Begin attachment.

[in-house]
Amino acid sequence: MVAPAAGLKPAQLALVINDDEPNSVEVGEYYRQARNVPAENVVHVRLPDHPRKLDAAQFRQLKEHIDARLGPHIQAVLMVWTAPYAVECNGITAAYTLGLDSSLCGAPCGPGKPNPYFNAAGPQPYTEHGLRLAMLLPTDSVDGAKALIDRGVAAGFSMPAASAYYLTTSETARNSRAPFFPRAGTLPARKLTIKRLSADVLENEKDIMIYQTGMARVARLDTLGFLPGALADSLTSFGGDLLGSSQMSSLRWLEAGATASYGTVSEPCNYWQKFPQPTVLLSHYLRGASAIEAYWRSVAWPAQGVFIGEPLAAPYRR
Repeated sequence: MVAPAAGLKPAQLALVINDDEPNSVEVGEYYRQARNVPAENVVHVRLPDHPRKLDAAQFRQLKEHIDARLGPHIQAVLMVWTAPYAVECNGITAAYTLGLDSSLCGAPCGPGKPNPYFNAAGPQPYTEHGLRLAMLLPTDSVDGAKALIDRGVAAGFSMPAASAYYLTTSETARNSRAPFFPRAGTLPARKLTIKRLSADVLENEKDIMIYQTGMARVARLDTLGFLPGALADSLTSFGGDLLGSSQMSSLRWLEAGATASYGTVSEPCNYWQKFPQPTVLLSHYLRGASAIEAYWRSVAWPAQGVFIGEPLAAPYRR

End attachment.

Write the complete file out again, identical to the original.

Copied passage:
[in-house]
Amino acid sequence: MVAPAAGLKPAQLALVINDDEPNSVEVGEYYRQARNVPAENVVHVRLPDHPRKLDAAQFRQLKEHIDARLGPHIQAVLMVWTAPYAVECNGITAAYTLGLDSSLCGAPCGPGKPNPYFNAAGPQPYTEHGLRLAMLLPTDSVDGAKALIDRGVAAGFSMPAASAYYLTTSETARNSRAPFFPRAGTLPARKLTIKRLSADVLENEKDIMIYQTGMARVARLDTLGFLPGALADSLTSFGGDLLGSSQMSSLRWLEAGATASYGTVSEPCNYWQKFPQPTVLLSHYLRGASAIEAYWRSVAWPAQGVFIGEPLAAPYRR
Repeated sequence: MVAPAAGLKPAQLALVINDDEPNSVEVGEYYRQARNVPAENVVHVRLPDHPRKLDAAQFRQLKEHIDARLGPHIQAVLMVWTAPYAVECNGITAAYTLGLDSSLCGAPCGPGKPNPYFNAAGPQPYTEHGLRLAMLLPTDSVDGAKALIDRGVAAGFSMPAASAYYLTTSETARNSRAPFFPRAGTLPARKLTIKRLSADVLENEKDIMIYQTGMARVARLDTLGFLPGALADSLTSFGGDLLGSSQMSSLRWLEAGATASYGTVSEPCNYWQKFPQPTVLLSHYLRGASAIEAYWRSVAWPAQGVFIGEPLAAPYRR